26 Apr 2012

Visibility has been an issue for the past few days. Hopefully the weather will change today!!

At 2280 meters the temperature was -1.5 as of 06:00, winds were 20-40 KPH from the SSE.
At 1550 meters the temperature was 0, 100 % relative humidity and the barometer is on a slight downward trend. In the valley it is +6. 2 cm recorded at 1550, but 18.5 mil of precipitation fell since yesterday. Around 10 cm of new in the alpine. Wet size 1's at treeline and possibly wet size 2's in the alpine but visibility has been poor.

Today Jamie Selda and I skied from Blackcomb to just above Naden Pass to drop off some groceries. The alpine lifts on Blackcomb were closed due to avalanche hazard brought on my warm temperatures. (Whistler Mountain is now closed for the season) So we started skinning from the bottom of the 7th Heaven lift, and at tree line the snow was isothermal, deeper then I could easily feel with my hand. Above 1900m there was a thin crust that held the upper pack together well, except on sunlit aspects where I could ski cut small sluffs in steep terrain. This crust held through the day. High clouds and a cooler temps made for idea fast traverse conditions. Recent warm conditions have caused many avalanches off many sunlit features. It started snowing with a strong southerly wind at 6pm. By 8pm, as we left the alpine, there was about 5cm of new snow accumulated on the old surface. Precip was rain below 1700m.     
Dave Sarkany SG From April 25, 2012 ACMG Blog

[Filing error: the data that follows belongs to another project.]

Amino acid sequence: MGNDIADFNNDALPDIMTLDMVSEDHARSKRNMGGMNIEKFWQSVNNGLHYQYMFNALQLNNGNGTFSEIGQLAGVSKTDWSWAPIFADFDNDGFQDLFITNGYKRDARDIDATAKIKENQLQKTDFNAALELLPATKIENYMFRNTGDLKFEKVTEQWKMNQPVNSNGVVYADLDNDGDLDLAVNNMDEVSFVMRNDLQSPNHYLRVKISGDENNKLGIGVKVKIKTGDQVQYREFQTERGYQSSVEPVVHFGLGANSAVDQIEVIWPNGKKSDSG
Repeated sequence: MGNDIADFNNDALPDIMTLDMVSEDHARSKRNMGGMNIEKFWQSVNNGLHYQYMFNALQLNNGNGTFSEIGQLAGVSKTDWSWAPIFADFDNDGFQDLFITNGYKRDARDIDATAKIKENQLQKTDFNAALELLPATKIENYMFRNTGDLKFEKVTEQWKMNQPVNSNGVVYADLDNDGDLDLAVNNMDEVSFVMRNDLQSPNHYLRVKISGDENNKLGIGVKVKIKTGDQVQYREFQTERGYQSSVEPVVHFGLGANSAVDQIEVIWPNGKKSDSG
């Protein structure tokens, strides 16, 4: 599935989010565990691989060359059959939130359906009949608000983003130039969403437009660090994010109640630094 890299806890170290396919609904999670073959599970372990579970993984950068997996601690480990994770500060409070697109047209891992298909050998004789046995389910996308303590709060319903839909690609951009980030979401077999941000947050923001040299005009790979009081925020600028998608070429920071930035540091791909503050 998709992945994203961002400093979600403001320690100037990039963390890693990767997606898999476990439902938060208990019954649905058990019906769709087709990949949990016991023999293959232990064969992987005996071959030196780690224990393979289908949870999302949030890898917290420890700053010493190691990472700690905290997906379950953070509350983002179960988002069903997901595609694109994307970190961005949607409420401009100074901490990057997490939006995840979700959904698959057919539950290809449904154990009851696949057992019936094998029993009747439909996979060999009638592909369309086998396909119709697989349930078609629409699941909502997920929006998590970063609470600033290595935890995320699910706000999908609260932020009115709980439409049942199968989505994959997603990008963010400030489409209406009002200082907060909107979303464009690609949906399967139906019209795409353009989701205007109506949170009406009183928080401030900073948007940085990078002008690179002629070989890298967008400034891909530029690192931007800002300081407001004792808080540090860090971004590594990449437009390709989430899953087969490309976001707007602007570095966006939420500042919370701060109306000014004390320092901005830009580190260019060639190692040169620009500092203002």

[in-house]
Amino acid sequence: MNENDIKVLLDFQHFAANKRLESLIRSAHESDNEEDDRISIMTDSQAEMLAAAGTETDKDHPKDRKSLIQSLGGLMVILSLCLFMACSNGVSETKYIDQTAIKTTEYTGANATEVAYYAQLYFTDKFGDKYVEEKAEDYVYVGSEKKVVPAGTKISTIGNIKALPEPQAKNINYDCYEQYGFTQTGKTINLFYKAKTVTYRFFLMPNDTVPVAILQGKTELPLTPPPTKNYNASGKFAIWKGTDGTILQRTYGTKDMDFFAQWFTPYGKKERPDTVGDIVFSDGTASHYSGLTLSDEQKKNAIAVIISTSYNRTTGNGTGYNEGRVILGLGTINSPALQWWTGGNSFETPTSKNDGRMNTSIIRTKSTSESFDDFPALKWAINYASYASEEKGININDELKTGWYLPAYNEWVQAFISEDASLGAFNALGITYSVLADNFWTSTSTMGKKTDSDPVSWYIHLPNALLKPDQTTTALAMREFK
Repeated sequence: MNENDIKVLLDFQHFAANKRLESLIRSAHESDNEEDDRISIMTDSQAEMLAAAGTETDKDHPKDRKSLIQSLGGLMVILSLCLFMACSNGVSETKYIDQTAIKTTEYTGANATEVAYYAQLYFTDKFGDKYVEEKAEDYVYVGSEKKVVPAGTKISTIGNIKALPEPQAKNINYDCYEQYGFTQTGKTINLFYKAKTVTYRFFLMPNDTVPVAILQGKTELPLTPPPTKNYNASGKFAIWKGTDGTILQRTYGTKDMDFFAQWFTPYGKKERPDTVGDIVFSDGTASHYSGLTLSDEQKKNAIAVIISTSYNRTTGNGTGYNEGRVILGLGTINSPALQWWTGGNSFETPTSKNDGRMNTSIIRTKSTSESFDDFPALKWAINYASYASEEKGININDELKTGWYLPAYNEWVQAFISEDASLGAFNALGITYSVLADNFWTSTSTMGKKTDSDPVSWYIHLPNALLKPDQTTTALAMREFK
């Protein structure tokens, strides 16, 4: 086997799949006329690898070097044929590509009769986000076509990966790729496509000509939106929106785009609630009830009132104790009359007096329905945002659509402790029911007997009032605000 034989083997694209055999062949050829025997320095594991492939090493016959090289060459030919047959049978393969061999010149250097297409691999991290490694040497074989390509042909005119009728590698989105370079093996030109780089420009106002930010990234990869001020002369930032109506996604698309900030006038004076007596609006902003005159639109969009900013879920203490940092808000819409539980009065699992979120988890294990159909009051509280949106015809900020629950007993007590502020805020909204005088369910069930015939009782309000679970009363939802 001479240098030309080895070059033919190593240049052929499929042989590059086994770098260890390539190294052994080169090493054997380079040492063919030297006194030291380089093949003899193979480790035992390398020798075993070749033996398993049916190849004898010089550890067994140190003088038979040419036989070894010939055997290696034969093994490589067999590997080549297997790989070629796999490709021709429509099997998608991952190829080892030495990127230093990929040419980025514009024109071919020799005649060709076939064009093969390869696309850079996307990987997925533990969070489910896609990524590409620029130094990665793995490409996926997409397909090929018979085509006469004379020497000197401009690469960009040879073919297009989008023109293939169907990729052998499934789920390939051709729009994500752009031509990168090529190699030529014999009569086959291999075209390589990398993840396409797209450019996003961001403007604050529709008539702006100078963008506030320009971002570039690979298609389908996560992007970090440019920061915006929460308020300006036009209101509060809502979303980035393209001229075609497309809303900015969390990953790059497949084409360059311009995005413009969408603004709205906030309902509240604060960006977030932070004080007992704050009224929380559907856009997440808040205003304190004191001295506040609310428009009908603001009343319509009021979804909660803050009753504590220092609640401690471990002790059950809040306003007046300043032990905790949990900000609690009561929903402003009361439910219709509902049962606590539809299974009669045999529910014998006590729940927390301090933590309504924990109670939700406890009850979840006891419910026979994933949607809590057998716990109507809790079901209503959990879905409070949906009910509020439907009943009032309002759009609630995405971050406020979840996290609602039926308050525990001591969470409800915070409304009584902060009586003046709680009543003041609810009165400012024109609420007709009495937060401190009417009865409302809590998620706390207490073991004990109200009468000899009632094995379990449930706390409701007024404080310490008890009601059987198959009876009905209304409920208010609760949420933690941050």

For the latest Avalanche Advisory click here: Avalanche Advisory

Still no body recoveries from Kashmir Avalanche: Still Searching

Snow Pack properties of unstable wet snow slopes: Swiss Research

A wet snow avalanche

If the weather is too warm for too long the weakening of the snow bonds will occur to greater depths. In addition melt water may lubricate buried layers and interfaces which can serve as failure plains. Rain and/or warm winds can also contribute to this process. Crown lines of resulting slides may be quite deep and even go to the ground. These slides are generally unsurvivable. Typically the weather leading up to such an avalanche cycle will be very warm for an extended time (at least a couple days) without any refreezing of the snow pack overnight. Be wary if such a warm spell occurs. These conditions usually lead to numerous large slides, not isolated events. Word generally gets around that such a cycle is underway - check the avalanche advisories.